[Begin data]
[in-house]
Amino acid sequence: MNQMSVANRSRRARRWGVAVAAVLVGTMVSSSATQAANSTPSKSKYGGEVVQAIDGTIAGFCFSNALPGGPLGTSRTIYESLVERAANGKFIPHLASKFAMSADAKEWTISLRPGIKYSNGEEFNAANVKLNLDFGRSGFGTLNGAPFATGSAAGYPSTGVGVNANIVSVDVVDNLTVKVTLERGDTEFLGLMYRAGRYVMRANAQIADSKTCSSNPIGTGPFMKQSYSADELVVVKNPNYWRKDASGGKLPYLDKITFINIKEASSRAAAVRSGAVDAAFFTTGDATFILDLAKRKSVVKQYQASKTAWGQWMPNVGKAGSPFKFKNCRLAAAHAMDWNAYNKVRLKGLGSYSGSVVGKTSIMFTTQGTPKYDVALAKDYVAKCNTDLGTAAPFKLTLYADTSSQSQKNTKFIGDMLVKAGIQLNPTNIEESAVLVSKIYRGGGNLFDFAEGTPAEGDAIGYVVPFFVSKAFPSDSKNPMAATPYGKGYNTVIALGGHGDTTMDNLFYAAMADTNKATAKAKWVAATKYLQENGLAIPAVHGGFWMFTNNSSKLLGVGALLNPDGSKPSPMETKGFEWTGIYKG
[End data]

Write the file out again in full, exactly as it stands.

[in-house]
Amino acid sequence: MNQMSVANRSRRARRWGVAVAAVLVGTMVSSSATQAANSTPSKSKYGGEVVQAIDGTIAGFCFSNALPGGPLGTSRTIYESLVERAANGKFIPHLASKFAMSADAKEWTISLRPGIKYSNGEEFNAANVKLNLDFGRSGFGTLNGAPFATGSAAGYPSTGVGVNANIVSVDVVDNLTVKVTLERGDTEFLGLMYRAGRYVMRANAQIADSKTCSSNPIGTGPFMKQSYSADELVVVKNPNYWRKDASGGKLPYLDKITFINIKEASSRAAAVRSGAVDAAFFTTGDATFILDLAKRKSVVKQYQASKTAWGQWMPNVGKAGSPFKFKNCRLAAAHAMDWNAYNKVRLKGLGSYSGSVVGKTSIMFTTQGTPKYDVALAKDYVAKCNTDLGTAAPFKLTLYADTSSQSQKNTKFIGDMLVKAGIQLNPTNIEESAVLVSKIYRGGGNLFDFAEGTPAEGDAIGYVVPFFVSKAFPSDSKNPMAATPYGKGYNTVIALGGHGDTTMDNLFYAAMADTNKATAKAKWVAATKYLQENGLAIPAVHGGFWMFTNNSSKLLGVGALLNPDGSKPSPMETKGFEWTGIYKG